Evaluate the association between neuroendocrine findings and fatigue after traumatic brain injury (TBI) Research design: Prospective, observational.Sixty-four individuals at least 1 year post-TBI underwent neuroendocrine testing including thyroid, adrenal, gonadal axes and growth hormone (GH) after glucagon stimulation with assessment of fatigue using the Global Fatigue Index (GFI) and the Fatigue Severity Scale (FSS).GFI and FSS scores were significantly higher within this sample compared to published control data. At least one pituitary axis was abnormal in 90% of participants. Higher GH levels were significantly associated with higher FSS scores. There was a noted trend between lower basal cortisol and higher scores on both the FSS and GFI.The association between higher GH levels and greater fatigue contradicted the prevailing hypothesis that post-acute TBI fatigue is associated with GH deficiency. The association between lower basal cortisol and greater fatigue was in the expected direction. While no other trends were noted, the fatigue derived from neuroendocrine abnormalities alone may be masked by fatigue induced by other factors commonly experienced following TBI. Given the high prevalence of pituitary abnormalities, screening for hypopituitarism after TBI is a reasonable recommendation. The contribution of GH deficiency to diminished quality of life post-TBI remains unclear.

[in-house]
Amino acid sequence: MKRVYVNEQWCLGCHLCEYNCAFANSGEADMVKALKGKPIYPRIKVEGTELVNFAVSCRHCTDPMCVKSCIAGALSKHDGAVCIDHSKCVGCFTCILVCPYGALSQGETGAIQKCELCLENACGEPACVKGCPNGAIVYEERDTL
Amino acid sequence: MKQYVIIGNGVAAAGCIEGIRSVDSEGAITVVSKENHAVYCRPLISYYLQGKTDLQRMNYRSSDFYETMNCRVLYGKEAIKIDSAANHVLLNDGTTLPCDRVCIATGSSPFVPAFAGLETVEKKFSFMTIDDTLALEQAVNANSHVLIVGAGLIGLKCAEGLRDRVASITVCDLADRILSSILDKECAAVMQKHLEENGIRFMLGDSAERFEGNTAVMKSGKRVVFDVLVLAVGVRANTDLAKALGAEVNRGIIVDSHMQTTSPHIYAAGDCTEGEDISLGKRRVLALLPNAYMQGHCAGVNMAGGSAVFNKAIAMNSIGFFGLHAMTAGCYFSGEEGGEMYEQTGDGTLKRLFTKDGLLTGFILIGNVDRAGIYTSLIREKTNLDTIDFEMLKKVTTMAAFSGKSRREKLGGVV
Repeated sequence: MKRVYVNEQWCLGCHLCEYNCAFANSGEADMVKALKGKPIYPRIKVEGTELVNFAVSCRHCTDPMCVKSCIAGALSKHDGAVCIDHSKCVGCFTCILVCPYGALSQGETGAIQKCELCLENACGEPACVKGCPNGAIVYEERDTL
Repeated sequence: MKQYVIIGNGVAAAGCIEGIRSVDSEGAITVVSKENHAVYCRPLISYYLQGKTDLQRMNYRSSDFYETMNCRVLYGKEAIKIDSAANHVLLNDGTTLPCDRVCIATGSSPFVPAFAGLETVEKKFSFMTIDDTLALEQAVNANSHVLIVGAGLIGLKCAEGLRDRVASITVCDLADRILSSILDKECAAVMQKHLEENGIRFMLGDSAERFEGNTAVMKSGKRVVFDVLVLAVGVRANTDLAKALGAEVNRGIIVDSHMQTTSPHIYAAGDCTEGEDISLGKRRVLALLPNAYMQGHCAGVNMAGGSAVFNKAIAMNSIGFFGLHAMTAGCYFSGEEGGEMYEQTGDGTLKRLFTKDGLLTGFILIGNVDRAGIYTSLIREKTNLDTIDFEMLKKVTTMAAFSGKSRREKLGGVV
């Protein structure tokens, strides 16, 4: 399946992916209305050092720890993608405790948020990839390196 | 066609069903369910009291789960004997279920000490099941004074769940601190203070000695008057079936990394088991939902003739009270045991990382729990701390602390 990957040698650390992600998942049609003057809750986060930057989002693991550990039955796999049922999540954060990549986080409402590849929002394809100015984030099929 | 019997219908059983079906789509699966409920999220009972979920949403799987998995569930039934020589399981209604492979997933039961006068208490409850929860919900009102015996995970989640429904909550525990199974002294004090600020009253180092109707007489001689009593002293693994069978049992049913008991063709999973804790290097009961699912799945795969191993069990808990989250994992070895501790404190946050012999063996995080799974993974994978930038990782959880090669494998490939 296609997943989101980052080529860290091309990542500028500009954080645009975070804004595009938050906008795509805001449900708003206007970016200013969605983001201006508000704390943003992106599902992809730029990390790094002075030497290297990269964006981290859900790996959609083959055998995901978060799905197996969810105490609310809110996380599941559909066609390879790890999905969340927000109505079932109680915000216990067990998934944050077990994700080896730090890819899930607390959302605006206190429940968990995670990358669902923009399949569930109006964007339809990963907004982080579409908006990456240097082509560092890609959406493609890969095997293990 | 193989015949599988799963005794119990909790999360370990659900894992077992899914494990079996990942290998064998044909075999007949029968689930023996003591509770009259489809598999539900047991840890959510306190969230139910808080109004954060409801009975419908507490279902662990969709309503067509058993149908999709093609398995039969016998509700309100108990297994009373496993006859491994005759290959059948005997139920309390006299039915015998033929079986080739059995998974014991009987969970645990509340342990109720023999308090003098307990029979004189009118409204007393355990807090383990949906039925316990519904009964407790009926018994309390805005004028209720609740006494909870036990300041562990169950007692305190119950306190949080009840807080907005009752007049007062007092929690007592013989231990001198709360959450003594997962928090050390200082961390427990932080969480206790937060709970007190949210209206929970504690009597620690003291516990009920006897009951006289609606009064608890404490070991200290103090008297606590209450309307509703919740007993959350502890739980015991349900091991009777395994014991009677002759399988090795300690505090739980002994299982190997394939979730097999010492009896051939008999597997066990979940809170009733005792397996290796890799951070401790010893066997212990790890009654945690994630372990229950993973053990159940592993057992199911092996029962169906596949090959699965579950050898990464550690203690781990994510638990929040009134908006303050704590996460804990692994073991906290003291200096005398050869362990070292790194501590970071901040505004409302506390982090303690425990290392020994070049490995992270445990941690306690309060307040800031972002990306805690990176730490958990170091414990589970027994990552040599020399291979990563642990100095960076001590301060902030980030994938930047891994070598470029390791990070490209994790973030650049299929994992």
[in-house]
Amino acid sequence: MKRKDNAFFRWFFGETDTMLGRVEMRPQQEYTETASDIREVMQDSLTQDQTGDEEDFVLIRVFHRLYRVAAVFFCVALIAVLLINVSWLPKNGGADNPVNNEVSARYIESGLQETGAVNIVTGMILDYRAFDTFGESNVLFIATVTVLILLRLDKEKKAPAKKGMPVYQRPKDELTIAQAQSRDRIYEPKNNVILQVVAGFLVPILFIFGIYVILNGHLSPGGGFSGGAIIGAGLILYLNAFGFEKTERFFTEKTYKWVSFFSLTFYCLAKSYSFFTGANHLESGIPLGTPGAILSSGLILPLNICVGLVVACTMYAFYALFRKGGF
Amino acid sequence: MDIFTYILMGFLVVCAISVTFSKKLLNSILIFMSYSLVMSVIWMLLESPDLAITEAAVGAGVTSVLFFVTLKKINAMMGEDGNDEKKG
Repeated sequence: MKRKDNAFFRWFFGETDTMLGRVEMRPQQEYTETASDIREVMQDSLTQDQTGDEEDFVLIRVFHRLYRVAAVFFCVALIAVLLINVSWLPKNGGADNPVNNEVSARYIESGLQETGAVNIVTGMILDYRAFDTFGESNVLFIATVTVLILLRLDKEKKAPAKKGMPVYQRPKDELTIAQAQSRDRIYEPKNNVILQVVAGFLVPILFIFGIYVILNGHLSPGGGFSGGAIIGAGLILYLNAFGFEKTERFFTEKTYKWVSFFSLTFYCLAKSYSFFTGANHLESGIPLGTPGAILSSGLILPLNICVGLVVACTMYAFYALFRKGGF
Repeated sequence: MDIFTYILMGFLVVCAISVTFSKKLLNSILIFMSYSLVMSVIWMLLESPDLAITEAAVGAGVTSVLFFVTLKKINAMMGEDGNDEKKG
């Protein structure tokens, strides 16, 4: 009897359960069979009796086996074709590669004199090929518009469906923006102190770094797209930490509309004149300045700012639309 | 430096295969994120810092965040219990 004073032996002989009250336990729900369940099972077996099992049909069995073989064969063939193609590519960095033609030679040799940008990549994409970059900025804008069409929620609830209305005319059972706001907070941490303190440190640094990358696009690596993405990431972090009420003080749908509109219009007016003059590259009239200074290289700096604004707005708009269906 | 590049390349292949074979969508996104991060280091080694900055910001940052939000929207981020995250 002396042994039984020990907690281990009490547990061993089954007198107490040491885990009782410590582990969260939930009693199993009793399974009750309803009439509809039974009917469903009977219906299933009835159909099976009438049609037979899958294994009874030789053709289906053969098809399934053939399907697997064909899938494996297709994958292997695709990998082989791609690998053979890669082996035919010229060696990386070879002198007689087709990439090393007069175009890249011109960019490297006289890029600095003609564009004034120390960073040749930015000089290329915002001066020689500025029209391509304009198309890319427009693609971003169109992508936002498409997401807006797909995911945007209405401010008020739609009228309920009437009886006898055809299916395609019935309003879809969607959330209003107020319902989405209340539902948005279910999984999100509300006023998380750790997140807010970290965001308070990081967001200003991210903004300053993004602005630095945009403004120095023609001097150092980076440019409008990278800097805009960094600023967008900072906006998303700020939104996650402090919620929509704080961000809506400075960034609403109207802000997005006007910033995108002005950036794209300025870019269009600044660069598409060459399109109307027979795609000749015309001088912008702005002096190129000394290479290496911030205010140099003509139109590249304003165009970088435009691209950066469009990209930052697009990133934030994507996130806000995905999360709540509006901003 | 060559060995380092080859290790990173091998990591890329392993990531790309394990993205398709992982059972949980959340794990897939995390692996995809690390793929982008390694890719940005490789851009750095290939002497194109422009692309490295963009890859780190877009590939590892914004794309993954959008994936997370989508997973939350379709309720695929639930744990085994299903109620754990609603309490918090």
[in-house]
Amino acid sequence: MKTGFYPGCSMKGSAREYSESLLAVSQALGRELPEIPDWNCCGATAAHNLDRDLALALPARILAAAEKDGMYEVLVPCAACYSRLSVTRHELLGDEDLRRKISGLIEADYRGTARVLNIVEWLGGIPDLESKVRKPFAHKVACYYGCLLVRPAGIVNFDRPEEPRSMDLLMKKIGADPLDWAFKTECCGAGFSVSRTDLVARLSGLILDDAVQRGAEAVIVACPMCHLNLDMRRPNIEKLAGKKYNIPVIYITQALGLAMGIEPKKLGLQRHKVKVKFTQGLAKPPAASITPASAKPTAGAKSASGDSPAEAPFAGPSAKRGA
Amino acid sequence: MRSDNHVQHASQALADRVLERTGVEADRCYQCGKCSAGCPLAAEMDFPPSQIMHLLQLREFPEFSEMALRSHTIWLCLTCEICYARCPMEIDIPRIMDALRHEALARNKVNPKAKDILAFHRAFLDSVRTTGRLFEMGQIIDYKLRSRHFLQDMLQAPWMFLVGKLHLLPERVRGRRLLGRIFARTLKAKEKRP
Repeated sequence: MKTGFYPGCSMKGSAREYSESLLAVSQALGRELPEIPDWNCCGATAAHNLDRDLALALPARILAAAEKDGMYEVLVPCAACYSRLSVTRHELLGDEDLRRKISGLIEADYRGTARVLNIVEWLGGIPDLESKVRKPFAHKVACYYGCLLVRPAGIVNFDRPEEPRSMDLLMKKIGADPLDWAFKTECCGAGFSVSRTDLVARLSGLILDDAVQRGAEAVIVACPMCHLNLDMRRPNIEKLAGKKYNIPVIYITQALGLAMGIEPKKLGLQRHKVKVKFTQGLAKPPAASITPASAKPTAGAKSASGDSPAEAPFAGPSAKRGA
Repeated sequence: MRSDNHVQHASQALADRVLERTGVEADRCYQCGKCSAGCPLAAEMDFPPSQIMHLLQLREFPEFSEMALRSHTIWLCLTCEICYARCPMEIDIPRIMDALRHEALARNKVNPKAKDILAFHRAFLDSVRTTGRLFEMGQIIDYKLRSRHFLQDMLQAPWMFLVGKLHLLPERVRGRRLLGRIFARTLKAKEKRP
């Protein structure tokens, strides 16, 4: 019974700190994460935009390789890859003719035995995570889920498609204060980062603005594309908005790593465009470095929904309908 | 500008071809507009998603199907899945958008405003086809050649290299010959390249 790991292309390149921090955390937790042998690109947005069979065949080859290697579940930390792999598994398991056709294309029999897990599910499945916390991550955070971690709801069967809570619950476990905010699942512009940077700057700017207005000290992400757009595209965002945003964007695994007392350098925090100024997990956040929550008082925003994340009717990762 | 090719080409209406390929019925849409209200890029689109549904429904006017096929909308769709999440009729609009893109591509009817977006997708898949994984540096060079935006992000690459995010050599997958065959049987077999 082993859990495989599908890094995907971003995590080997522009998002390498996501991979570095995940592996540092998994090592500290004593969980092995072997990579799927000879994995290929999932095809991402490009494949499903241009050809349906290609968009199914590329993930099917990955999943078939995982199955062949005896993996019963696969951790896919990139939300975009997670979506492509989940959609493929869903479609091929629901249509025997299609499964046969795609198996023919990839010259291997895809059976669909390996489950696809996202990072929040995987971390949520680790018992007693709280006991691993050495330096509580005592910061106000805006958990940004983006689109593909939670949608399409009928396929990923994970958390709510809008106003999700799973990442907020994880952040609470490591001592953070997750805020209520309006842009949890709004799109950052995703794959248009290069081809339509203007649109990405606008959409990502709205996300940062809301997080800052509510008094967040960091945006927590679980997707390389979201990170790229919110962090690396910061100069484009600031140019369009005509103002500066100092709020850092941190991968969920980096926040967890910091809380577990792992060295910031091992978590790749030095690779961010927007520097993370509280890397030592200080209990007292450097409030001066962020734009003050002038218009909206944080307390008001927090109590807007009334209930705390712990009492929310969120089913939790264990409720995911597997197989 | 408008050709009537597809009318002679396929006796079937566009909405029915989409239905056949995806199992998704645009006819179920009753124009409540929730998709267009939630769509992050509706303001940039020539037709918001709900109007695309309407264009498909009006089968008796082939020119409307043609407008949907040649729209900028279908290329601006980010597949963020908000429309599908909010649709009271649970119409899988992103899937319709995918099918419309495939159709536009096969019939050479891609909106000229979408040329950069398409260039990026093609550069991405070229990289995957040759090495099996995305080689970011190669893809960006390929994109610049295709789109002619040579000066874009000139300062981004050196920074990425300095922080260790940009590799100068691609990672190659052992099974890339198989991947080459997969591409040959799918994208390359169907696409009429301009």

View details for DOI 10.1080/02699050701426915
View details for Web of Science ID 000248204100002
View details for PubMedID 17577706